By Chris Giblin Men's Fitness
Your gym should be a place that gets you going – if not, it’s time you start looking into other options. And there's always another place around the corner.
When you’re heading into a dirty gym with unhelpful employees who do nothing about that broken treadmill for weeks, all while hordes of new people flock to the gym hogging the equipment you want to use while paying a fraction of your membership fees, it’s obvious they’re not doing enough for regular exercisers like you.
Here’s a list of 10 warning signs to watch out for.
1) Broken equipment not getting fixed in time
Before deciding to get your membership, you had a look around the gym to see what kind of machinery and equipment they had. You didn’t join thinking you would never be able to use some of it. As soon as something breaks, the staff should take notice and take strides to get it fixed as soon as possible. Even if it isn’t a piece of equipment you usually use, or if there are other working machines, it reflects poorly on a gym if something is out of commission for more than a few days. “Nowadays, you can get parts over night and service people in a day or two,” trainer Mike Duffy says. “So if your treadmill is out for more than a week or your lat pull-down cable has been twisted around the weight stack for weeks it's time to look for a new gym.” Duffy goes on to say that this is often a sign of an apathetic gym owner or of a gym that simply cannot afford the repairs and may go under soon. Either way, it’s a sign to take your workouts elsewhere.
2) Equipment Is Chosen For “Trendiness”
Don’t get caught up in appearances while judging a gym. As mentioned before, make sure it’s clean, but you should also be able to make the distinction between what equipment is there to create a glossy exterior for casual exercisers and what equipment will actually get you in shape. “The equipment that actually gets the job done isn't always sexy,” trainer Greg Robins says. “Barbells and squat racks are the foundation of strength training. However, most gyms have maybe 4 barbells and only a single rack!” If your gym neglects machines that have proven their worth over the course of fitness history in favor of newly invented machines, tread mills pointed at flat screen TVs and juice bars, the gym may be trying to get more money by seeming cool than by trying to get you in shape.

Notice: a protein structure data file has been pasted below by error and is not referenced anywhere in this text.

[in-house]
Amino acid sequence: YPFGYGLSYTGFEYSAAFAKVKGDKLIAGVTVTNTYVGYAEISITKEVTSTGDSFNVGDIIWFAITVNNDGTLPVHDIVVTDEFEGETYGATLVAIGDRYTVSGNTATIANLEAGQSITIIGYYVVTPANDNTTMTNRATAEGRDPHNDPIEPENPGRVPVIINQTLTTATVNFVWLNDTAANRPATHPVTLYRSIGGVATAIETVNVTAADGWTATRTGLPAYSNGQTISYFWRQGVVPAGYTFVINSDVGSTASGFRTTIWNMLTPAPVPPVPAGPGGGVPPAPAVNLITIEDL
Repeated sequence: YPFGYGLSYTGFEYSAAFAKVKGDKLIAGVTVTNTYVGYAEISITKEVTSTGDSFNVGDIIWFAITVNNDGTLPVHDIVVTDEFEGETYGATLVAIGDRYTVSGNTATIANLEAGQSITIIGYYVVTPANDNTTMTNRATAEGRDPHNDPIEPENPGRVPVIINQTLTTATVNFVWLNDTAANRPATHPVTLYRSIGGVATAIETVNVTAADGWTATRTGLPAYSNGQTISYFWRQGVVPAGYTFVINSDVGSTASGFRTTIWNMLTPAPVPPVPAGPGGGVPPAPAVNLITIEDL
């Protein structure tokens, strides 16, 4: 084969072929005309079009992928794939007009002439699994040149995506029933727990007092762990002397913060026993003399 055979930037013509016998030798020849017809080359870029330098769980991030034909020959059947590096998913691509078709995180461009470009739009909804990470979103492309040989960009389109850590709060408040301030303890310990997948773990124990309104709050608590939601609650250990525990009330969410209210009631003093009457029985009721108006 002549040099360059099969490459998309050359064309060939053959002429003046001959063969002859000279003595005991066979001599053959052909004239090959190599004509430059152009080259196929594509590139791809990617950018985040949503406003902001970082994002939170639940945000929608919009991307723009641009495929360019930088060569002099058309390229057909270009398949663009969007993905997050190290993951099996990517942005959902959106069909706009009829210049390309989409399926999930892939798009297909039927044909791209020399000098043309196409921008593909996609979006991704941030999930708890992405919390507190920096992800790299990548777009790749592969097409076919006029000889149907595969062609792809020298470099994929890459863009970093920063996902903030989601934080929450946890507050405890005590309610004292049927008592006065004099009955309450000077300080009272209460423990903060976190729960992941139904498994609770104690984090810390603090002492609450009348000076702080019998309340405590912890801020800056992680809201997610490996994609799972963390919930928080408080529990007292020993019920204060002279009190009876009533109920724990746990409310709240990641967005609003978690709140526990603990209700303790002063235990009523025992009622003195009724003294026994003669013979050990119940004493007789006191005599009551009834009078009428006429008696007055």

3) There’s No Open Space
Your gym might have a ton of great equipment, but is there enough room to use it? There are plenty of machines that won’t require a huge amount of space, but you’ll also want the freedom to move without worrying about smashing into another person or machine. “A good training environment will have the space allotted to not only move weight in place but also to push it, carry it, drag it, throw it, and so on,“ Robins says. A gym cluttered with equipment is overkill – allotting space for movement should be a huge priority. A gym overbooked with members can be even worse, since you won’t want to jostle past people or feel hindered in any way as you move around. Basically, if your gym makes you feel claustrophobic, find a way out!
4) Bad Employee Attitudes
Gym employees should be welcoming and ready to help you with whatever questions or requests you may have. Even if you tend to be the kind of guy who flies solo or with just a couple friends, the staff should be friendly and take notice of who you are, how long you’ve been a member and how often you come in. Take it as a huge warning sign if employees are tentative to help you out, put off a negative vibe or just seem to sulk on the job. It’s mostly going to be you or a trainer pushing your body to get stronger, but you also deserve a bit of moral support from the staff.
5) Lack of equipment you like to use
This is a simple one to consider, hopefully before you ever agree to any sort of membership. Have a look around before you sign onto anything, and don’t let your frugal tendencies overtake you. Plenty of gyms are overpriced, but that doesn’t mean you should turn to the suspiciously cheap one as an alternative. If the person on staff trying to get you to sign up tells you the gym will expand soon and get new equipment you hope to use, ask around a bit and see if this is a promise they’ve been making for a while. If so, avoid it, or best of luck running on a rickety treadmill for the next bunch of months on your membership.
6) A dirty gym